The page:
Fuel conditions and fire hazard reduction costs in a giant sequoia forest
AuthorsH. H. Biswell
R. P. Gibbens
Authors AffiliationsH. H. Biswell is Professor, University of Wyoming, Laramie), University of California Berkeley; R. P. Gibbens was Assistant Specialist (now in Plant Sciences Division, University of Wyoming, Laramie), University of California Berkeley; Hayle Buchanan, Weber State College, Ogden, Utah, was a College Teacher Participant, National Science Foundation Grant.
Hilgardia 22(2):2-4. DOI:10.3733/ca.v022n02p2. February 1968.
In Recent Periods as long as 100 years, the groves of giant sequoia have been protected from destructive forces—including the fires which were once an integral part of their environment. There is today a growing concern that such protection, while of vital importance, is not of itself an adequate substitute for natural habitat conditions. Plant successions are changing conditions within the groves; the understory shade-tolerant trees, chiefly white fir, are increasing in number; and large amounts of debris are accumulating.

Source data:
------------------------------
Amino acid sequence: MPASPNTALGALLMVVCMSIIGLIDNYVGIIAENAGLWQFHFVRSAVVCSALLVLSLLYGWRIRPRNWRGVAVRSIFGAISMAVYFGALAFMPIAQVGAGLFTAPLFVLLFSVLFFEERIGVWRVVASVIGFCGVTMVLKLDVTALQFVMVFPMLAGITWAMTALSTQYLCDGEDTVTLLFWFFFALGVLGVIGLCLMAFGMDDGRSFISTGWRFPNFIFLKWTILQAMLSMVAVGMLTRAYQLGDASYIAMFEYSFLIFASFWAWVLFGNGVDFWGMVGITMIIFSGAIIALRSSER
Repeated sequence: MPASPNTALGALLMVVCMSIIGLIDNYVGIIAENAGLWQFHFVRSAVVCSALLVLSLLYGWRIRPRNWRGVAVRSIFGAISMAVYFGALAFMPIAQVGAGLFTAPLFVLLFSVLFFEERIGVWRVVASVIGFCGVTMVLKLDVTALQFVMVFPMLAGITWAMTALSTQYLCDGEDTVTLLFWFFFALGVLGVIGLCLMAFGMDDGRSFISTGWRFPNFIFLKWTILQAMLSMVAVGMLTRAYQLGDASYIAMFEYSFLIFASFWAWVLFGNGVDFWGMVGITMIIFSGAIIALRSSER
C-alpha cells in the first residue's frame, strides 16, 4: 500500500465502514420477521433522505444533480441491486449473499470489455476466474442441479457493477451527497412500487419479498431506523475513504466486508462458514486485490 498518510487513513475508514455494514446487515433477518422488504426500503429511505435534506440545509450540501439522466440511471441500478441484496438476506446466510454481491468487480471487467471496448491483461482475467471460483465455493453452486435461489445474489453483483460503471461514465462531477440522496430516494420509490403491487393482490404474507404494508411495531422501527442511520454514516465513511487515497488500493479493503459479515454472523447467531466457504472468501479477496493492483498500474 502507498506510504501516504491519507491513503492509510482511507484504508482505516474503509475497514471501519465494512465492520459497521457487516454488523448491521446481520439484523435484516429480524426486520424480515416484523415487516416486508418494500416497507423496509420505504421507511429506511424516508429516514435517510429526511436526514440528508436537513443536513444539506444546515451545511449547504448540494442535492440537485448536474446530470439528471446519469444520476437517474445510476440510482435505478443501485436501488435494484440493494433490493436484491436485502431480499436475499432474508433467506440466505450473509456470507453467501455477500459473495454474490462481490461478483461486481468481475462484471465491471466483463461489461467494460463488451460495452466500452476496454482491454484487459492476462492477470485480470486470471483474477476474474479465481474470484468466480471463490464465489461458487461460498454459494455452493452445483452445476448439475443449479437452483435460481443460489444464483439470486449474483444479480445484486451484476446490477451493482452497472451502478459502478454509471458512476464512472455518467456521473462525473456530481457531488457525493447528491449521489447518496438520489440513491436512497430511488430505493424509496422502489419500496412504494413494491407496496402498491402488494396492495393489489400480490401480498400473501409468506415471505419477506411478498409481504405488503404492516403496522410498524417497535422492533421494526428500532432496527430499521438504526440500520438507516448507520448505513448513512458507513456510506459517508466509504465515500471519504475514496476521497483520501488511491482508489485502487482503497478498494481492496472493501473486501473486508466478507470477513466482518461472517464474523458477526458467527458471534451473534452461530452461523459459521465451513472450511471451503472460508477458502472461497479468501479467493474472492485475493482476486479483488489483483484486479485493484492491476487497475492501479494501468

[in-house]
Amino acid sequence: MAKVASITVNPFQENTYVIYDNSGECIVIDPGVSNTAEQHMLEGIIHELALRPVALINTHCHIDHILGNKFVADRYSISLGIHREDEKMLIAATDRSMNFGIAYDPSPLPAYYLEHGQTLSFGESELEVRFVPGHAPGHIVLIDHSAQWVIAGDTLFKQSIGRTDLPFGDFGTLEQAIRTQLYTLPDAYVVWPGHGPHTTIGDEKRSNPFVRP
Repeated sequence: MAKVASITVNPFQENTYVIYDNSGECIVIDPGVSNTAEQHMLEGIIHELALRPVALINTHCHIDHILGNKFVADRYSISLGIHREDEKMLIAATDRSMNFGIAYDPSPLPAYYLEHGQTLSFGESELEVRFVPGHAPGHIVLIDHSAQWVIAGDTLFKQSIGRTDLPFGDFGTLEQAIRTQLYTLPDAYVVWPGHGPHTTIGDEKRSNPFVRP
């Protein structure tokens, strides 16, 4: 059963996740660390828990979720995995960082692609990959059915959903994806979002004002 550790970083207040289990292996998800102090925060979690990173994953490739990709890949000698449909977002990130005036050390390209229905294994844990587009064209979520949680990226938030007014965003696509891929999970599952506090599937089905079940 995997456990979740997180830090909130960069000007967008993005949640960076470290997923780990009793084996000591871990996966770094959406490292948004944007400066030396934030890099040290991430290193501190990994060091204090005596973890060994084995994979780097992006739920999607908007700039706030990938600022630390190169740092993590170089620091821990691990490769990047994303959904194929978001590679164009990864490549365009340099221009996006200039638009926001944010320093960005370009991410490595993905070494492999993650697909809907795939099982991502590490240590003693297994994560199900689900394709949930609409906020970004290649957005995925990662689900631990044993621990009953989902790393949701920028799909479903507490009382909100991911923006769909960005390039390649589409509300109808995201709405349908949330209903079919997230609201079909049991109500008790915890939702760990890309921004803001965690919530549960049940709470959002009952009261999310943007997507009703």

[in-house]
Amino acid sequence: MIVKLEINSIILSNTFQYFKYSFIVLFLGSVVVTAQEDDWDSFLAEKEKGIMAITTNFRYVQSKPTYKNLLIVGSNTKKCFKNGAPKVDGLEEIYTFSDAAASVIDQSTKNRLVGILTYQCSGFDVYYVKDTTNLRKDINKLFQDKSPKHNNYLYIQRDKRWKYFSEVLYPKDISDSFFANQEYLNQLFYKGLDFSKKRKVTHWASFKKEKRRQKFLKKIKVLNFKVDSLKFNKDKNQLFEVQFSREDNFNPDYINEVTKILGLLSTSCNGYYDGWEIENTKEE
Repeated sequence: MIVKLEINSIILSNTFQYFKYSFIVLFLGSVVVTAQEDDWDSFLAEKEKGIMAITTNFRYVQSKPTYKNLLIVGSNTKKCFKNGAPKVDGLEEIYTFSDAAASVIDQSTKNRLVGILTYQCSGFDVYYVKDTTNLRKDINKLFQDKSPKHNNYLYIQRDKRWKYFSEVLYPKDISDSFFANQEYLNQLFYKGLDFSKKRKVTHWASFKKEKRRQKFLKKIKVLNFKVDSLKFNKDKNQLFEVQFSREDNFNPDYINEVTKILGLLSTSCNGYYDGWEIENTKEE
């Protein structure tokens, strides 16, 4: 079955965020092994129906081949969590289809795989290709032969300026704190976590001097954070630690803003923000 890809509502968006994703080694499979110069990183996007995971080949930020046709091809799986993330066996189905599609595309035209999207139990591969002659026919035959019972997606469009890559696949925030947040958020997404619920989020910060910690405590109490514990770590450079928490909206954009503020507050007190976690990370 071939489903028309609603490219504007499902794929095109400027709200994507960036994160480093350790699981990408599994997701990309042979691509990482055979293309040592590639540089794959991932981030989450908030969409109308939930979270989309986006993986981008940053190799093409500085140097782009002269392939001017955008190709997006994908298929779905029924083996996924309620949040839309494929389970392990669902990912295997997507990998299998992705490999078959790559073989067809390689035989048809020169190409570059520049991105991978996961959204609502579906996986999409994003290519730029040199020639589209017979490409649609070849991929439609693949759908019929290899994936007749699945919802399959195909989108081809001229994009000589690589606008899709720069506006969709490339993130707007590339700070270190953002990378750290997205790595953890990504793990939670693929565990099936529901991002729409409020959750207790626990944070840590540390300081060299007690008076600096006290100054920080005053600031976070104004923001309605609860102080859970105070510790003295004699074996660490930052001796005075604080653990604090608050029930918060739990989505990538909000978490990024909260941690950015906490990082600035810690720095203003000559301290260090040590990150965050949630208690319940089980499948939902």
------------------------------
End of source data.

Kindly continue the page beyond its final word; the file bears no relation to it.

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Influence of feedlot pen design and winter shelter on beef cattle performance
Weeds in california fruit crops …a summary of problems and herbicide possibilities
Effects of alar and top removal on yield of fresno strawberries at three digging dates
Effects of covering materials and incorporated herbicides on lettuce stands under three irrigation treatments
Nitidulid beetles infesting California dates